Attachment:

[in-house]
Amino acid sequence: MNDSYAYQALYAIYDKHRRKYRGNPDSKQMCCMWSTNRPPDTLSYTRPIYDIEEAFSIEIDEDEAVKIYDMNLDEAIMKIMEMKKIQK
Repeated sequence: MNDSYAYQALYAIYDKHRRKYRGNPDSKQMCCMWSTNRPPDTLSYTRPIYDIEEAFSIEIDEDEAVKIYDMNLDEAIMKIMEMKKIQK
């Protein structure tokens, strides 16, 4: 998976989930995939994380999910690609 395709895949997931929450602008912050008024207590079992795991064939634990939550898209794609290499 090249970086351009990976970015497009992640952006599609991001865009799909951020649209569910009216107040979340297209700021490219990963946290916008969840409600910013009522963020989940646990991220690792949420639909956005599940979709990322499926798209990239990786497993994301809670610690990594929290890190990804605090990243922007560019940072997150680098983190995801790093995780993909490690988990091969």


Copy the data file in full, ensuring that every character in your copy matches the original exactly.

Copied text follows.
[in-house]
Amino acid sequence: MNDSYAYQALYAIYDKHRRKYRGNPDSKQMCCMWSTNRPPDTLSYTRPIYDIEEAFSIEIDEDEAVKIYDMNLDEAIMKIMEMKKIQK
Repeated sequence: MNDSYAYQALYAIYDKHRRKYRGNPDSKQMCCMWSTNRPPDTLSYTRPIYDIEEAFSIEIDEDEAVKIYDMNLDEAIMKIMEMKKIQK
């Protein structure tokens, strides 16, 4: 998976989930995939994380999910690609 395709895949997931929450602008912050008024207590079992795991064939634990939550898209794609290499 090249970086351009990976970015497009992640952006599609991001865009799909951020649209569910009216107040979340297209700021490219990963946290916008969840409600910013009522963020989940646990991220690792949420639909956005599940979709990322499926798209990239990786497993994301809670610690990594929290890190990804605090990243922007560019940072997150680098983190995801790093995780993909490690988990091969």